All three players said they believe the new coaching staff led by head coach Mike MacIntyre will be more “hands on” when it comes to the secondary. They have already seen evidence of it. In secondary meetings last year, Brown did most of the talking. CU defensive backs also worked with graduate assistant Cha’pelle Brown.

This year they will have a completely different dynamic with MacIntyre, a former secondary coach, defensive coordinator Kent Baer, cornerbacks coach Andy LaRussa, safeties coach Charles Clark and Cha’pelle Brown contributing to coaching the secondary. Even new strength coach Dave Forman is a former defensive back.

“That’s going to help a lot because we have coaches that know a lot,” Wright said. “The more coaches, the more you can learn.

“Coach Brown is a heck of a coach, but he had a lot on his plate being a defensive coordinator and a position coach.”

… “I was so scared,” Mosley said of his first game as a Buff against Colorado State last fall. “Everybody was bigger than me. I just felt like I was going to mess up, but it was fine.”

“Yeah, I was intimidated at the USC game,” Crawley said. “It was like shock. Just playing at the Coliseum and then playing against one of the best receivers in the country and just both of them and just seeing them was like a shock. I know I can go out there and play with those guys. I know what I can do and I know I upset a lot of people, but you got to just move on with it. Everybody makes mistakes. You just got to get better.”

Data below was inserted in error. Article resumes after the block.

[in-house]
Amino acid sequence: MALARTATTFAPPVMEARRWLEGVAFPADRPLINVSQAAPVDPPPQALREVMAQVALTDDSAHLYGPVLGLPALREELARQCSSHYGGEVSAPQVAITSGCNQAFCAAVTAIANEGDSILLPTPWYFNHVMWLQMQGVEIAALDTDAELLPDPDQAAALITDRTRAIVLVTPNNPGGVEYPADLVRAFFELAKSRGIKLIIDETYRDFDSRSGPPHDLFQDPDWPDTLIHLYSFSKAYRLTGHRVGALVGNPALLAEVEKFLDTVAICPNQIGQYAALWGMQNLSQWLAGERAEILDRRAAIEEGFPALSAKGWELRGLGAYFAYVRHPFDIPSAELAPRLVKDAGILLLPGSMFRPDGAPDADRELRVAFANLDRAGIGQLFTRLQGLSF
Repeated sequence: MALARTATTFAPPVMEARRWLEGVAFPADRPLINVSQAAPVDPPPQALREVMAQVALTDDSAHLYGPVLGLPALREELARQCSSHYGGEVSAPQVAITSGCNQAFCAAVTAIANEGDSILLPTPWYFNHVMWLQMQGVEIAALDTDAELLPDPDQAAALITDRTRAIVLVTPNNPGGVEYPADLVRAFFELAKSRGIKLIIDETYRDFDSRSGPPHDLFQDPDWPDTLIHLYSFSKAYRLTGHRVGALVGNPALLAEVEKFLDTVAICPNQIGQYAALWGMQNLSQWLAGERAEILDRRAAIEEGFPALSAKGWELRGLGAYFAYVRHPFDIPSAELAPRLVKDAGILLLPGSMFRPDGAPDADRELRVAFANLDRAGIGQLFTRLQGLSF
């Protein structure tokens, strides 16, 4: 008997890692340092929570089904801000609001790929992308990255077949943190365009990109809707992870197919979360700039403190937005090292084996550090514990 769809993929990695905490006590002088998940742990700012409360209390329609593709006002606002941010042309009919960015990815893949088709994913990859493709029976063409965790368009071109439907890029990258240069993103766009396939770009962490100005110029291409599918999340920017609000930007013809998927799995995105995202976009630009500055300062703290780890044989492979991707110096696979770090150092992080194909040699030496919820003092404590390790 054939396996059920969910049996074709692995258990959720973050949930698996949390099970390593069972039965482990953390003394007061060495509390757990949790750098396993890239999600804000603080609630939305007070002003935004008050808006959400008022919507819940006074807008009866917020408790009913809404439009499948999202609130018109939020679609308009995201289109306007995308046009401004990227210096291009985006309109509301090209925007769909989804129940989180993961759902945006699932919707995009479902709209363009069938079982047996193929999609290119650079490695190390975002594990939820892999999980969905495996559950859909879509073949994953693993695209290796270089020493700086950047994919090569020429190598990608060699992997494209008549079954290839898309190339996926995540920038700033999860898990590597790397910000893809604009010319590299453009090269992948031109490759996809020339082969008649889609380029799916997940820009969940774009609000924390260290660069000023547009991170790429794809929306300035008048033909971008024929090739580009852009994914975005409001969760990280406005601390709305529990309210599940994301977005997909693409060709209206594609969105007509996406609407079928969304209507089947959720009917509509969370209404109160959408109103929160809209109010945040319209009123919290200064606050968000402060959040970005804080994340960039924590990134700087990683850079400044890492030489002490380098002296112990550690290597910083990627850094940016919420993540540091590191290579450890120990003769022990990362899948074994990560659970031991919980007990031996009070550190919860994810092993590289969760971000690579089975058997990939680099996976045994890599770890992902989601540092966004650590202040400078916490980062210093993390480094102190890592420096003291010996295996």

All three of CU’s prominent sophomore defensive backs say they are committed to staying in Boulder and helping lead the program back to the postseason and respectability. Mosley and Wright said they never considered leaving when the coaching change happened, though they were disappointed to see the coaches who recruited them go.

Crawley said he considered leaving CU more than once last fall because of personal issues but Embree always talked him into staying. He said he initially felt uncertain about his future in Boulder when the coaching change was made, but he likes the new coaches and is eager to get back on the field and start learning everything he can from them. He even sees himself as a potential team leader this year and in the future.